Published online by Cambridge University Press: 18 July 2020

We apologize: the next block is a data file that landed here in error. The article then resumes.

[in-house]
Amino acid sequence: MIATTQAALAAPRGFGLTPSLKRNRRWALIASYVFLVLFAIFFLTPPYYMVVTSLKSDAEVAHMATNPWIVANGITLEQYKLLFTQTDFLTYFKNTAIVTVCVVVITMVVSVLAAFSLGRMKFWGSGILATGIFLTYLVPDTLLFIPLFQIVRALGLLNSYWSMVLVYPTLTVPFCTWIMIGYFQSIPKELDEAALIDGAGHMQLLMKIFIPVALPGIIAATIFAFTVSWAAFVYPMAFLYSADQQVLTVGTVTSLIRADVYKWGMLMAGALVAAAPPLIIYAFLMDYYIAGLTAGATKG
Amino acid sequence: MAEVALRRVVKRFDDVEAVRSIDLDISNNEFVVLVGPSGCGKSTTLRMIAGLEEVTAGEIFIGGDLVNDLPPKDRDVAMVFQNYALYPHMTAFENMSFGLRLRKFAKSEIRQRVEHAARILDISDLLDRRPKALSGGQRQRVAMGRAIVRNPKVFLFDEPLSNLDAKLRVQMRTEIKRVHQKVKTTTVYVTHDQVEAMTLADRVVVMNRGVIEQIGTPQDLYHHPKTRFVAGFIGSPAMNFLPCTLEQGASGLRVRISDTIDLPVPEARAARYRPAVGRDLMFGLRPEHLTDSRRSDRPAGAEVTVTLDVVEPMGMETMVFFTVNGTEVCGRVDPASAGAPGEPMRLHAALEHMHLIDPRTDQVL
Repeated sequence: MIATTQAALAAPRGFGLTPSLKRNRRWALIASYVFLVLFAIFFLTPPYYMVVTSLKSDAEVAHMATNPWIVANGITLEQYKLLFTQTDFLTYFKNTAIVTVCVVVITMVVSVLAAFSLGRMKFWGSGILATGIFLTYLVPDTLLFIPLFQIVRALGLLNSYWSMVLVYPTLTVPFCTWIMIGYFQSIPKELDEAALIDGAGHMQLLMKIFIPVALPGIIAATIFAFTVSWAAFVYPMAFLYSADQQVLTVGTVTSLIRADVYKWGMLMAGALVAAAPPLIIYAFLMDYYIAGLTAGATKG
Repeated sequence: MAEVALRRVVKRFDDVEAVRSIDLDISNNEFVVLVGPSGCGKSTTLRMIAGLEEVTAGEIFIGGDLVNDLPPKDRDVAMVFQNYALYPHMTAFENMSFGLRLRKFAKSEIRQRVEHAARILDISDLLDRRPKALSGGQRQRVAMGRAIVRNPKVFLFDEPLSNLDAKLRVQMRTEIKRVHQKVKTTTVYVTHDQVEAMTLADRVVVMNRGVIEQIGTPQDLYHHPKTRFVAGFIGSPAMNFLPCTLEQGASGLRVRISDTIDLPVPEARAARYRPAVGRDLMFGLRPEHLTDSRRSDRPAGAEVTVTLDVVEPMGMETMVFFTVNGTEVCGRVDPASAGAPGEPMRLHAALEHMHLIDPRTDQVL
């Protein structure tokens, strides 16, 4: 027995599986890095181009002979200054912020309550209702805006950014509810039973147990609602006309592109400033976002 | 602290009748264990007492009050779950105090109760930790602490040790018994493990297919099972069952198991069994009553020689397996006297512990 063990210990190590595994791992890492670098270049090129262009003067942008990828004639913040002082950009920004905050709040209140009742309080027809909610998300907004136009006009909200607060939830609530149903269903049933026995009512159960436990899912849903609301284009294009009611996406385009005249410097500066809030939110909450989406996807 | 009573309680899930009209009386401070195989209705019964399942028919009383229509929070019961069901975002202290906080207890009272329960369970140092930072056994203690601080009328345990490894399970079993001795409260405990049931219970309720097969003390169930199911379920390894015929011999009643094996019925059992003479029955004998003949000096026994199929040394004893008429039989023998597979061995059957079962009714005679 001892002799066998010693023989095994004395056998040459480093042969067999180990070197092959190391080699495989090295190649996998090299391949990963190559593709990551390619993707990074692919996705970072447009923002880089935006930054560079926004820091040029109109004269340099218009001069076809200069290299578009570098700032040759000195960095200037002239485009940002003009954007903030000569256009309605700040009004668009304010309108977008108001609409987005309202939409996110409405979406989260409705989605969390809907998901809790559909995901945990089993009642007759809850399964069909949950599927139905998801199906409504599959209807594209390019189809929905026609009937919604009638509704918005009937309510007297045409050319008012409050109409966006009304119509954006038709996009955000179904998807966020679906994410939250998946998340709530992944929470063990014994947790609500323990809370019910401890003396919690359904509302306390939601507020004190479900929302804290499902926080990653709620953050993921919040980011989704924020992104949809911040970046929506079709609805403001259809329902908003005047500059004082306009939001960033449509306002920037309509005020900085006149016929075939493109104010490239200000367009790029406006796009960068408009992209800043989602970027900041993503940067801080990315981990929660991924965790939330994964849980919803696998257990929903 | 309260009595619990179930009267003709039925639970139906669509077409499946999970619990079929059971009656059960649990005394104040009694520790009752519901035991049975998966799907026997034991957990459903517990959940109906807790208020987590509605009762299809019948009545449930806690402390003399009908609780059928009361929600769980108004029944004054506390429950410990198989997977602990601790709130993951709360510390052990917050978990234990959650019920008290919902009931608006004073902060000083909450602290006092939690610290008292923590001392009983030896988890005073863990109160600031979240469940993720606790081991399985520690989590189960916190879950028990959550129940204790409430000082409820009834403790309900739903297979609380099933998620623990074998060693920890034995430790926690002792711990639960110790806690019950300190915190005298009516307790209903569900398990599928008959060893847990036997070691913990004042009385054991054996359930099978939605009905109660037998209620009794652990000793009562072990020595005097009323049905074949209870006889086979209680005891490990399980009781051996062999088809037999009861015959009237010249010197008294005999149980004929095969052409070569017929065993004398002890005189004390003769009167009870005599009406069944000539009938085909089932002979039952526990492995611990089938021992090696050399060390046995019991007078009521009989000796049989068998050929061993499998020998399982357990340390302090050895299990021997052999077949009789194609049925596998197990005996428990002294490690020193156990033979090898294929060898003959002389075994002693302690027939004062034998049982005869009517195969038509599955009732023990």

Beginning with the design competition for the rebuilding of the Palace of Westminster in 1834, this chapter discusses the development of Gothic in architecture in the nineteenth century. It examines the work of three significant figures in the Gothic Revival: A.W. N. Pugin; John Ruskin; and William Morris, suggesting that, although each approached the issue in terms of their different religious and political convictions, all three were concerned with the relationship between architecture and society. Pugin’s contrasts of contemporary and fifteenth-century architecture illustrated the damaging social divisions of Victorian England and the need to return to medieval architectural forms and religious attitudes. Politically and religiously more ambiguous than Pugin, Ruskin proposed the special ‘Northern Gothic’ character of England where the artistic freedom of the artisan had expressed the coherence of its communities, now lost in industrial servitude. Morris, drawing from Ruskin, emphasised the freedom of labour and became convinced that Socialism was a crucial stage in the Gothic Revival.